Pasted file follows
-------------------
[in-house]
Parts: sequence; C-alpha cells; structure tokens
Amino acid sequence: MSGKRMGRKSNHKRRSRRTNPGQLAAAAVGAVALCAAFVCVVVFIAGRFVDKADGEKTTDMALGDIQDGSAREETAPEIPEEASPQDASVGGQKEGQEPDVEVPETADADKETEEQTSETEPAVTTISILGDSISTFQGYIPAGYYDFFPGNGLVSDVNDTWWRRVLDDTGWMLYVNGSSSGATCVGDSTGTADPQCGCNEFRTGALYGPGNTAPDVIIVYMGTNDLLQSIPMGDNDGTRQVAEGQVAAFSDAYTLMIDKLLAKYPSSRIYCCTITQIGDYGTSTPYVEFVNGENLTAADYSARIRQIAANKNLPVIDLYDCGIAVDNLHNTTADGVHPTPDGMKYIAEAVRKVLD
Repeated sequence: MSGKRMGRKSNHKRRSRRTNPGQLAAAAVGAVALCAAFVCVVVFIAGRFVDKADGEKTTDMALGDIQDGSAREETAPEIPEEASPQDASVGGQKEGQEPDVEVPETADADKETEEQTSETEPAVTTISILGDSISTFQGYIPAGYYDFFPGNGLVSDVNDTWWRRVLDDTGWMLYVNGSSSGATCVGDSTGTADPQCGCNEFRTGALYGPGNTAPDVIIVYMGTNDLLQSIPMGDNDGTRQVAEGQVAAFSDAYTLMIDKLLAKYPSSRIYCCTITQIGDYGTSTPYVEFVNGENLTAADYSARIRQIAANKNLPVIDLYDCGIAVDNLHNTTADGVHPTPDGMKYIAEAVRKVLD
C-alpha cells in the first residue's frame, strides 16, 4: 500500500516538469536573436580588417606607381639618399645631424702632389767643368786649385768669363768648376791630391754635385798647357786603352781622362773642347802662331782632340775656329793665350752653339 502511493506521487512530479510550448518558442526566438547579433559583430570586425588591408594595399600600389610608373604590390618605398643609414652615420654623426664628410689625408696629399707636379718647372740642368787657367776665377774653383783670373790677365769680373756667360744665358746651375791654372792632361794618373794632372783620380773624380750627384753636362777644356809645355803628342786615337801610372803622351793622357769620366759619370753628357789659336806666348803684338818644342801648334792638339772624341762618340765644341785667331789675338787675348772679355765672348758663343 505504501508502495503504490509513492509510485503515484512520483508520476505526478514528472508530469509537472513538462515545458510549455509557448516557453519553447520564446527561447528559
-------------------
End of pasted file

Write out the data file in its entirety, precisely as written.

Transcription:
[in-house]
Parts: sequence; C-alpha cells; structure tokens
Amino acid sequence: MSGKRMGRKSNHKRRSRRTNPGQLAAAAVGAVALCAAFVCVVVFIAGRFVDKADGEKTTDMALGDIQDGSAREETAPEIPEEASPQDASVGGQKEGQEPDVEVPETADADKETEEQTSETEPAVTTISILGDSISTFQGYIPAGYYDFFPGNGLVSDVNDTWWRRVLDDTGWMLYVNGSSSGATCVGDSTGTADPQCGCNEFRTGALYGPGNTAPDVIIVYMGTNDLLQSIPMGDNDGTRQVAEGQVAAFSDAYTLMIDKLLAKYPSSRIYCCTITQIGDYGTSTPYVEFVNGENLTAADYSARIRQIAANKNLPVIDLYDCGIAVDNLHNTTADGVHPTPDGMKYIAEAVRKVLD
Repeated sequence: MSGKRMGRKSNHKRRSRRTNPGQLAAAAVGAVALCAAFVCVVVFIAGRFVDKADGEKTTDMALGDIQDGSAREETAPEIPEEASPQDASVGGQKEGQEPDVEVPETADADKETEEQTSETEPAVTTISILGDSISTFQGYIPAGYYDFFPGNGLVSDVNDTWWRRVLDDTGWMLYVNGSSSGATCVGDSTGTADPQCGCNEFRTGALYGPGNTAPDVIIVYMGTNDLLQSIPMGDNDGTRQVAEGQVAAFSDAYTLMIDKLLAKYPSSRIYCCTITQIGDYGTSTPYVEFVNGENLTAADYSARIRQIAANKNLPVIDLYDCGIAVDNLHNTTADGVHPTPDGMKYIAEAVRKVLD
C-alpha cells in the first residue's frame, strides 16, 4: 500500500516538469536573436580588417606607381639618399645631424702632389767643368786649385768669363768648376791630391754635385798647357786603352781622362773642347802662331782632340775656329793665350752653339 502511493506521487512530479510550448518558442526566438547579433559583430570586425588591408594595399600600389610608373604590390618605398643609414652615420654623426664628410689625408696629399707636379718647372740642368787657367776665377774653383783670373790677365769680373756667360744665358746651375791654372792632361794618373794632372783620380773624380750627384753636362777644356809645355803628342786615337801610372803622351793622357769620366759619370753628357789659336806666348803684338818644342801648334792638339772624341762618340765644341785667331789675338787675348772679355765672348758663343 505504501508502495503504490509513492509510485503515484512520483508520476505526478514528472508530469509537472513538462515545458510549455509557448516557453519553447520564446527561447528559